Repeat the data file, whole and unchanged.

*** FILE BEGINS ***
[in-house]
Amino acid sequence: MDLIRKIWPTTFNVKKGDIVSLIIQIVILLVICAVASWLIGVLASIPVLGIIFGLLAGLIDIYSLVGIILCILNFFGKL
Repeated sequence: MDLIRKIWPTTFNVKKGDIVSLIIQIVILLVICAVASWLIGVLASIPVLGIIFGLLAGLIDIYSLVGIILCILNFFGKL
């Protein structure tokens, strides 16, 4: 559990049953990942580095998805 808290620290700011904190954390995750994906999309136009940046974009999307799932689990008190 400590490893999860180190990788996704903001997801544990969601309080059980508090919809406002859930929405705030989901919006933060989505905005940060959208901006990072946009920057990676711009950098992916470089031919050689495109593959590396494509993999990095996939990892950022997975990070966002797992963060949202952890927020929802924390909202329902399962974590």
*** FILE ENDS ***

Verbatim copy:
[in-house]
Amino acid sequence: MDLIRKIWPTTFNVKKGDIVSLIIQIVILLVICAVASWLIGVLASIPVLGIIFGLLAGLIDIYSLVGIILCILNFFGKL
Repeated sequence: MDLIRKIWPTTFNVKKGDIVSLIIQIVILLVICAVASWLIGVLASIPVLGIIFGLLAGLIDIYSLVGIILCILNFFGKL
């Protein structure tokens, strides 16, 4: 559990049953990942580095998805 808290620290700011904190954390995750994906999309136009940046974009999307799932689990008190 400590490893999860180190990788996704903001997801544990969601309080059980508090919809406002859930929405705030989901919006933060989505905005940060959208901006990072946009920057990676711009950098992916470089031919050689495109593959590396494509993999990095996939990892950022997975990070966002797992963060949202952890927020929802924390909202329902399962974590």